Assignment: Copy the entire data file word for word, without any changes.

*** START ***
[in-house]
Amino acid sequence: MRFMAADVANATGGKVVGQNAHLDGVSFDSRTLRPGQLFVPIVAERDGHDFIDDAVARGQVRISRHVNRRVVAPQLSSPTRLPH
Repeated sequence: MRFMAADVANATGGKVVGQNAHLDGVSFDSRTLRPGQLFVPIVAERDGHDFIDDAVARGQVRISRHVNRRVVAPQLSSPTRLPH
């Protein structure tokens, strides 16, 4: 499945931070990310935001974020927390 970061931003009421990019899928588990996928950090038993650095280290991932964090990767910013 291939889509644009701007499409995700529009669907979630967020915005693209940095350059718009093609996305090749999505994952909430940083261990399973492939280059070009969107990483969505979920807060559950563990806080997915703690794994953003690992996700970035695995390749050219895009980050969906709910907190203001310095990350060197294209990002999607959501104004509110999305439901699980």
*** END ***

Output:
[in-house]
Amino acid sequence: MRFMAADVANATGGKVVGQNAHLDGVSFDSRTLRPGQLFVPIVAERDGHDFIDDAVARGQVRISRHVNRRVVAPQLSSPTRLPH
Repeated sequence: MRFMAADVANATGGKVVGQNAHLDGVSFDSRTLRPGQLFVPIVAERDGHDFIDDAVARGQVRISRHVNRRVVAPQLSSPTRLPH
């Protein structure tokens, strides 16, 4: 499945931070990310935001974020927390 970061931003009421990019899928588990996928950090038993650095280290991932964090990767910013 291939889509644009701007499409995700529009669907979630967020915005693209940095350059718009093609996305090749999505994952909430940083261990399973492939280059070009969107990483969505979920807060559950563990806080997915703690794994953003690992996700970035695995390749050219895009980050969906709910907190203001310095990350060197294209990002999607959501104004509110999305439901699980």